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Modern Day Semana Santa

March 17, 2008 – 11:02 am

Penitence just isn’t what it used to be. Who would have imagined back in 1890, for example, that those bearing the heavy floats through the streets would one day have the support of… physiotherapists?

That’s right. I saw it myself this weekend on the local news. Right there on the screen was an emminent physiotherapist advising throne (float) bearers across Andalucia that many of the traditional – even permanent – injuries incurred by carrying floats are entirely avoidable if only they would do a series of exercises and stretches before and after carrying so much weight over cobble stone streets for up to five hours.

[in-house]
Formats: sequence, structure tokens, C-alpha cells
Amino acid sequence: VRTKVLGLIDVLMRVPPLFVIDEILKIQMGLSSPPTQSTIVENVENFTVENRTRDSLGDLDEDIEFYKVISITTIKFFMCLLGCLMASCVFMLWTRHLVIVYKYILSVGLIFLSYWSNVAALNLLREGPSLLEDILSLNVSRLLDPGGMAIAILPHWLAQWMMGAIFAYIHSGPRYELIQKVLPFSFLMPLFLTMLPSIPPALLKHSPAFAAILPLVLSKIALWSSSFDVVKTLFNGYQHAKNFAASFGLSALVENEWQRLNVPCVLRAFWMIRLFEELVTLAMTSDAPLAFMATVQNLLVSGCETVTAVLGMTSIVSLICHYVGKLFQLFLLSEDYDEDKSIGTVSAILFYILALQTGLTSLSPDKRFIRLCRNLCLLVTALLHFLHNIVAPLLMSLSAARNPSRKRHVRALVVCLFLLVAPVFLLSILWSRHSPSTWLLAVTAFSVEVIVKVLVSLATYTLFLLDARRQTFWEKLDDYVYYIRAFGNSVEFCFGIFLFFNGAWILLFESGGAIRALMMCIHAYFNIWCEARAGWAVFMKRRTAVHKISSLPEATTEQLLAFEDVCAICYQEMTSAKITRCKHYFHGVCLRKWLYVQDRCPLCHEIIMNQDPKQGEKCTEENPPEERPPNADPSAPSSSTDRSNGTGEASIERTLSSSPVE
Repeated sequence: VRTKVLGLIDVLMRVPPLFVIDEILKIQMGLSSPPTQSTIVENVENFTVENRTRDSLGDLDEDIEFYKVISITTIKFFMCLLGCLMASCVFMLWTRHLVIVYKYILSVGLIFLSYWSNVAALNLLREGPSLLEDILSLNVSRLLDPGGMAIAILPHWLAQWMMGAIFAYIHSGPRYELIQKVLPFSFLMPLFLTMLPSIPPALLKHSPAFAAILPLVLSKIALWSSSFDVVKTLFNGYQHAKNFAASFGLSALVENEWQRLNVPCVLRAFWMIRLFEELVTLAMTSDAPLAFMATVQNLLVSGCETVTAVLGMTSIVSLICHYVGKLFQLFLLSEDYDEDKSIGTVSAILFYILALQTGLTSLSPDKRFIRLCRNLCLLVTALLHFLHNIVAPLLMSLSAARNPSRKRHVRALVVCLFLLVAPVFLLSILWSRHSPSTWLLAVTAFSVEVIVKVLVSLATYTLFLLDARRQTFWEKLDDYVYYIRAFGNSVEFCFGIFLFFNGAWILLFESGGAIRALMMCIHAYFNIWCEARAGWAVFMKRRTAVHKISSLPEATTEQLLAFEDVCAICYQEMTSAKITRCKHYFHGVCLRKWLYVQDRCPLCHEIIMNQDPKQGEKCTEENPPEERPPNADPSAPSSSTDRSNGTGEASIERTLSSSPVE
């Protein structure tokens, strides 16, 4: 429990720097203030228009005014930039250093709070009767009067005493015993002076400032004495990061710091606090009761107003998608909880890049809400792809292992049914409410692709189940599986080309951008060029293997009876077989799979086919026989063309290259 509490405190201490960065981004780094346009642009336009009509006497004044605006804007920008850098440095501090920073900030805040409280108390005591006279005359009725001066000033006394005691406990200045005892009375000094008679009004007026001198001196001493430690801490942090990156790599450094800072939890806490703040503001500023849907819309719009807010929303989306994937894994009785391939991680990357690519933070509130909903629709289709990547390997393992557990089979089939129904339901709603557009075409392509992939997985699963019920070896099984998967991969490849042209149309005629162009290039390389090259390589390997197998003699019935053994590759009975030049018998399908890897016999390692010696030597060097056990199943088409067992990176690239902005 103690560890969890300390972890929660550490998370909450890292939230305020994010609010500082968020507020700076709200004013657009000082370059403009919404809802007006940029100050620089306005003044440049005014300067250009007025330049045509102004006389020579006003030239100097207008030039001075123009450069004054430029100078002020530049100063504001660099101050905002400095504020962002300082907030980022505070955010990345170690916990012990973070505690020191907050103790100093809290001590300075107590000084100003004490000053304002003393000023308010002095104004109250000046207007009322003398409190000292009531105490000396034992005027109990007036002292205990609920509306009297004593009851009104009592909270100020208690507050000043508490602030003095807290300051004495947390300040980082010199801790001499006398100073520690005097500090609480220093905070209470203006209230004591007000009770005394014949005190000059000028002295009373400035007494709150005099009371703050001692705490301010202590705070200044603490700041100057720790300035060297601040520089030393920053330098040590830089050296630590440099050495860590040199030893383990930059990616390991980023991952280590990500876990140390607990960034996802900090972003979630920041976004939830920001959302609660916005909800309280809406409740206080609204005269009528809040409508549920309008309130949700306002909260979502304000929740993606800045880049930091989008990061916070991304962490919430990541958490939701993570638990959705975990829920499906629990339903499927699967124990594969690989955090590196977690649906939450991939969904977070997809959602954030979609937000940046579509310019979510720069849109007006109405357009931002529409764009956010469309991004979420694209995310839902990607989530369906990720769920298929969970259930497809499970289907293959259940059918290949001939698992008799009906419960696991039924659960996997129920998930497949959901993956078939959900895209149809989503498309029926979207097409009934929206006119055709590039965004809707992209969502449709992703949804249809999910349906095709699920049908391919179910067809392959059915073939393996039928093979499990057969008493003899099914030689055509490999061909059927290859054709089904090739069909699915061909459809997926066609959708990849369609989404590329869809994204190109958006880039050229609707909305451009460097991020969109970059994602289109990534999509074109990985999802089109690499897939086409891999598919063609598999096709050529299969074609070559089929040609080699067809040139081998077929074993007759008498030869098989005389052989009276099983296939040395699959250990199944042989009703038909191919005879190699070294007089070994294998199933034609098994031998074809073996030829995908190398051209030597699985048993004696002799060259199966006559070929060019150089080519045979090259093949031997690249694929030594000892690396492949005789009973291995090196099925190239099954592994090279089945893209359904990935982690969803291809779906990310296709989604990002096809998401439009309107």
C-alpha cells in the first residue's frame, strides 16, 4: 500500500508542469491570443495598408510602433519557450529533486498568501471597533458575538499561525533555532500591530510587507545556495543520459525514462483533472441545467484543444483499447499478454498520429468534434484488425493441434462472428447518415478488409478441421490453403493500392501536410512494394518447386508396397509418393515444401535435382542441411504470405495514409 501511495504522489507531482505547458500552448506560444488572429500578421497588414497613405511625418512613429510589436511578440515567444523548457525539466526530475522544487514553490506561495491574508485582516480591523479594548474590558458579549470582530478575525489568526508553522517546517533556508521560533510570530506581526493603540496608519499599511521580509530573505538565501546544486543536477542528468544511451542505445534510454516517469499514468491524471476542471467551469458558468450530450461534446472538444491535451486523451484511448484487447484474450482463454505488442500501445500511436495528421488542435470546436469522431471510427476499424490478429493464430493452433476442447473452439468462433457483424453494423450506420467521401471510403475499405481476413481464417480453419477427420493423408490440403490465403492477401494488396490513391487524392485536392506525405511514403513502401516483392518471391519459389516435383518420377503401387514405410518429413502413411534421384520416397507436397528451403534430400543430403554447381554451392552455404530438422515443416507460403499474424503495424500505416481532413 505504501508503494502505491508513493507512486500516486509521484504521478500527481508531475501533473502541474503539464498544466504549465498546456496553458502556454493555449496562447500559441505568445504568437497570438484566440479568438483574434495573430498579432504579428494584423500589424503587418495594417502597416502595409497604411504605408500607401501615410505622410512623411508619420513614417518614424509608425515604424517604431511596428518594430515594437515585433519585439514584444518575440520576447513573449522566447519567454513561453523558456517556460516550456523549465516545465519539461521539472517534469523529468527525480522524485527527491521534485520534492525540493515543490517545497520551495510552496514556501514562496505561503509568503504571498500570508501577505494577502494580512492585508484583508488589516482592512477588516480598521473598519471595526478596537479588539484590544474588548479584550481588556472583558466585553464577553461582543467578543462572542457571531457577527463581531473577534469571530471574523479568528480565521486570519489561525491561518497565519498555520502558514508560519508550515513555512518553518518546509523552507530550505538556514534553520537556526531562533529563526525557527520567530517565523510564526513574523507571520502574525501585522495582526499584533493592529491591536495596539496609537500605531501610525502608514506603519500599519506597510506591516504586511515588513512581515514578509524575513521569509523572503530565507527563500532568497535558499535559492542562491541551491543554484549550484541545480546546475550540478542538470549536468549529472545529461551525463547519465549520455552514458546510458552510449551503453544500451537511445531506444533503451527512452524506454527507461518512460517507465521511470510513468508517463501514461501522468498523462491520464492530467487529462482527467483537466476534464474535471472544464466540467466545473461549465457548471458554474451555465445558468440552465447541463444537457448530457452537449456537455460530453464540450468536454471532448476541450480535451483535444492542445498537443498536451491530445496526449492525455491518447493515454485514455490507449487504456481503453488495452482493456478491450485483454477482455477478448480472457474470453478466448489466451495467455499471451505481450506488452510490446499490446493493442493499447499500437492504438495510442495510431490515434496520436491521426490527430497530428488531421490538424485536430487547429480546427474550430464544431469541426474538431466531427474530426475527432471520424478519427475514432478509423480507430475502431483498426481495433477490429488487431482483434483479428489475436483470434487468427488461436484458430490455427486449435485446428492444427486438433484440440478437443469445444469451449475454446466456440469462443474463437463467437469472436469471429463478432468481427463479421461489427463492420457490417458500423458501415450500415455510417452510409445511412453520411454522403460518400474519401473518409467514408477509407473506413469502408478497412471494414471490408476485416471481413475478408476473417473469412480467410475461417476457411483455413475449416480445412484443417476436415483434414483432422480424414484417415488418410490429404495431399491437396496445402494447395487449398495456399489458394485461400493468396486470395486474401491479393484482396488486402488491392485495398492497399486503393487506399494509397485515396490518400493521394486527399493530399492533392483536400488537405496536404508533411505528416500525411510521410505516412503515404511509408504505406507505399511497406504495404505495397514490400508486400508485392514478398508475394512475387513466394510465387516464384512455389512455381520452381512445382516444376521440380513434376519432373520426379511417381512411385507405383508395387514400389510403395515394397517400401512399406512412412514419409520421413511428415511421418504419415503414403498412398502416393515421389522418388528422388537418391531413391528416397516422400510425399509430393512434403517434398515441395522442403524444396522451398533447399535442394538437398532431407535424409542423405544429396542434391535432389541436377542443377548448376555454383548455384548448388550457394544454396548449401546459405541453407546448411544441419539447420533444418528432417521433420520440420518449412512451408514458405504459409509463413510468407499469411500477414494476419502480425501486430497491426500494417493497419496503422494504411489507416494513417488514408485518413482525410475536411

The result of a combined effort to lift the floatThe Costaleros prepare to lift

In Córdoba, in fact, there is an actual “Centre for Attention for Floatbearers” with educational posters on the walls showing “costaleros” (as they are known in Spanish) proper postures to use when lifting and setting down the thrones as well as how to do the exercises designed to save them much pain during the days and months (years?) after Semana Santa. The place is even equipped with massage tables!

So there you have it: the all new, improved version of Holy Week. The same spectacular processions, music, saetas, magic, but without the risk of lifelong injury for those who make this amazing event happen.

Don’t forget, the average float weighs well over a ton!

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